Gentleman, take your partners

[] — THE likelihood of a deal between AngloGold Ashanti and its compatriot gold producer Gold Fields appears to be dwindling, according to public statements by the CEOs of both companies. Speaking to Bloomberg News, AngloGold CEO Bobby Godsell said that the opportunity to combine individual mines in South Africa owned by AngloGold and Gold Fields “had expired’.

In another interview with Reuters, Godsell said he didn’t feel like paying more than market value for gold mining companies. Analysts in South Africa have long surmised that any AngloGold bid for Gold Fields would carry a heavy-duty premium. Why else would Gold Fields, which has generally speaking performed better than AngloGold, accept an unsolicited bid?

Gold Fields CEO Ian Cockerill was the last to comment on a possible combination. “Gold Fields and the board of Gold Fields are never averse to someone making us an offer we can’t refuse… but don’t think you can come and try to steal us on the cheap – it’s not going to happen,’ he told Reuters.

Cockerill also won’t pay up himself. “The ability for Gold Fields to discover value in these markets we’ve got today while not impossible is becoming increasingly difficult.’

Of course, it also sounds like Godsell and Cockerill are negotiating publicly. Godsell won’t be fleeced; Cockerill won’t be skinned. But even if the prospect of a deal between the companies is in flux, it seems as if both could compete for South Deep, an asset shared between Western Areas and Barrick Gold.

Both Cockerill and Godsell, once colleagues at AngloGold, have spoken richly, and suddenly, of their interest in South Deep, a 300,000 oz/year mine that was once forecast to produce 700,000 oz/year at full tilt. Cockerill says that Gold Fields would make its infrastructure available to access deeper parts of South Deep quicker than the mine could manage itself. As for Godsell, he says that AngloGold would be “delighted’ to become owners and managers of South Deep.

“That combined chorus is probably triggered by Barrick going around talking about selling it off,’ says Leon Esterhuizen, a gold analyst at Investec Securities. Last year, Barrick completed the $10,4bn takeover of Placer Dome, which owned 50% of South Deep.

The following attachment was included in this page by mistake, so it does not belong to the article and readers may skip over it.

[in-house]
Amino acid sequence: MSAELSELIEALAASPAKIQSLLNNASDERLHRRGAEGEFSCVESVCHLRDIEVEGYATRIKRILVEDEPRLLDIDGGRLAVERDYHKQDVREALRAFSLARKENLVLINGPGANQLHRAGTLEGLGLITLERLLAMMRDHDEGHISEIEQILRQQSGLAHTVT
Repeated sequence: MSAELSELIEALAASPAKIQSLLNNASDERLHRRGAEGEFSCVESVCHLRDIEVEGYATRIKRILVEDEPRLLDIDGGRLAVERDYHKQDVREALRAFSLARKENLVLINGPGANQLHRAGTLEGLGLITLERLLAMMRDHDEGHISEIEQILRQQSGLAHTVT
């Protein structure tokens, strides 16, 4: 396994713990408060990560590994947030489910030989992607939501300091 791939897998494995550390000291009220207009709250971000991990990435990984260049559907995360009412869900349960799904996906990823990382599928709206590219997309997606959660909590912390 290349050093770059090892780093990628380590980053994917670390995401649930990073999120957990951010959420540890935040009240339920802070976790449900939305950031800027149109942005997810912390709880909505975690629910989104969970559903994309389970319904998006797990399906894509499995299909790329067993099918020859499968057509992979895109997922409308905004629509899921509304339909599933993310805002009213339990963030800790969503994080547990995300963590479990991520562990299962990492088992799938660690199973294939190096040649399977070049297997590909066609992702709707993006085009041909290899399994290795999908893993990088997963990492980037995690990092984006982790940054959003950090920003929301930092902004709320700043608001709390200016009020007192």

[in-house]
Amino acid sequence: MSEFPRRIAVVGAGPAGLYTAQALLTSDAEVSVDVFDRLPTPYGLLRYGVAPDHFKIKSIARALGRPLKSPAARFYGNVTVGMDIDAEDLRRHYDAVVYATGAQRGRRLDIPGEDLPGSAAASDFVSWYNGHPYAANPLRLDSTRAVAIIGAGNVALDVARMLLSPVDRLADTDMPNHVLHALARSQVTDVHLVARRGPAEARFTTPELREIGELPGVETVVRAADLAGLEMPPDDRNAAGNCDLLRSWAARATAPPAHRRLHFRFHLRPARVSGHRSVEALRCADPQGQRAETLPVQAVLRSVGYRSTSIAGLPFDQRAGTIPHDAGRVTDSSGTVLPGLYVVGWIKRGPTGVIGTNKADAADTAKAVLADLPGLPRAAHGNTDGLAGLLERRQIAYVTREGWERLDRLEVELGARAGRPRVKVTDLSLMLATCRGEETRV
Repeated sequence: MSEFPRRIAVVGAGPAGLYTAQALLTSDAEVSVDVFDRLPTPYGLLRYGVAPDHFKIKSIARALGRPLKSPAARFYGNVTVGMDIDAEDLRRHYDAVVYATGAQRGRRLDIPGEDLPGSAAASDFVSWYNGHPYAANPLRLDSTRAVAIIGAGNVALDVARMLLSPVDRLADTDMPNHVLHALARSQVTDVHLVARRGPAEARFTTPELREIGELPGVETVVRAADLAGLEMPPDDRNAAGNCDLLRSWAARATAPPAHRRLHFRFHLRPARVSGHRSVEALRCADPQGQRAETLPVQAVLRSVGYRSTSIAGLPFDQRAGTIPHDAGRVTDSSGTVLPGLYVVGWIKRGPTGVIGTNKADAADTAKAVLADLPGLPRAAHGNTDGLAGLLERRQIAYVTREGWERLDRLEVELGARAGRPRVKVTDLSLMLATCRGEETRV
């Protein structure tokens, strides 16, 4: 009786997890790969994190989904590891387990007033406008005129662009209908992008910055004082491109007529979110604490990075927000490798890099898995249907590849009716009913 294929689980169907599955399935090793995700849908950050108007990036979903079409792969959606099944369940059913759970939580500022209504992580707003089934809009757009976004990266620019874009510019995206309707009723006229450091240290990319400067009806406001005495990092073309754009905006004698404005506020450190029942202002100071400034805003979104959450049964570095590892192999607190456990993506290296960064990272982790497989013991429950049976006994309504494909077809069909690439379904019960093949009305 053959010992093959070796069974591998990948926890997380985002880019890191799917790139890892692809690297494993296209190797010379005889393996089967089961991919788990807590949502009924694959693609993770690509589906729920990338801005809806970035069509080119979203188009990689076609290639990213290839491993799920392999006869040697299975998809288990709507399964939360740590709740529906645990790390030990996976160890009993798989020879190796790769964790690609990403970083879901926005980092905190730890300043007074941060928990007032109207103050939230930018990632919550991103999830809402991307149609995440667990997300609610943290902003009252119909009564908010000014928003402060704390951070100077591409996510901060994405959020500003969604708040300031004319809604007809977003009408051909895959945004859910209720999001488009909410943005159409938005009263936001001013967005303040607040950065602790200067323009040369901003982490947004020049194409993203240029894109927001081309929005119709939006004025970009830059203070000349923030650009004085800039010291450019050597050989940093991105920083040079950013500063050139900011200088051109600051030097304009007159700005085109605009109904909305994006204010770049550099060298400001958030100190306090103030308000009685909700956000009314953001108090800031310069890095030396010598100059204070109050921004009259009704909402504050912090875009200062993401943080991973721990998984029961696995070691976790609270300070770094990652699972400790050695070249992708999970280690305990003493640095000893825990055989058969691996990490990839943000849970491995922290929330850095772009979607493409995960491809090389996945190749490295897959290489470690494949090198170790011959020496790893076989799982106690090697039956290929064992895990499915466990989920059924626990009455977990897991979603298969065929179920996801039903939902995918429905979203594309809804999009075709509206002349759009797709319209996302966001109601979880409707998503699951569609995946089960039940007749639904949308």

Says Esterhuizen: “I’d be extremely surprised to see Barrick do that. If it did it would cost an arm and a leg.’ Paying over the odds for gold assets as the gold price punches through $650/oz is exactly what Cockerill and Godsell have decried.
Barrick initially expressed its interest in retaining the asset, which comprises 10% of its total group resources. However, it may yet not sell its 50% but could prefer to outsource its mining on a royalty basis. The advantage of such an arrangement for Barrick is that it leaves the individual demands of deep-level mining in South Africa to more experienced operators without having to sell the asset.

“It looks like there’s been due diligence work on the asset, which has given rise to the recent interest,’ says Hugo Nelson, a fund manager at Coronation Asset Management. “Perhaps Gold Fields and AngloGold feel their paper is getting stronger. It’s all very strange.’

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But if AngloGold and Gold Fields were to end up taking a piece of South Deep, they’d have to negotiate with Harmony Gold sooner or later. Harmony owns 29% of Western Areas, which also has pre-emptive rights over a change in Barrick’s ownership.

“Anyone who wants to do a deal on South Deep has to deal with Bernard [Swanepoel, Harmony CEO] first,’ says Stephen Roelofse, at Sanlam Asset Managers.

Says Esterhuizen: “If I were Barrick, I’d approach a company with experience dealing with an asset like South Deep, such as Harmony.’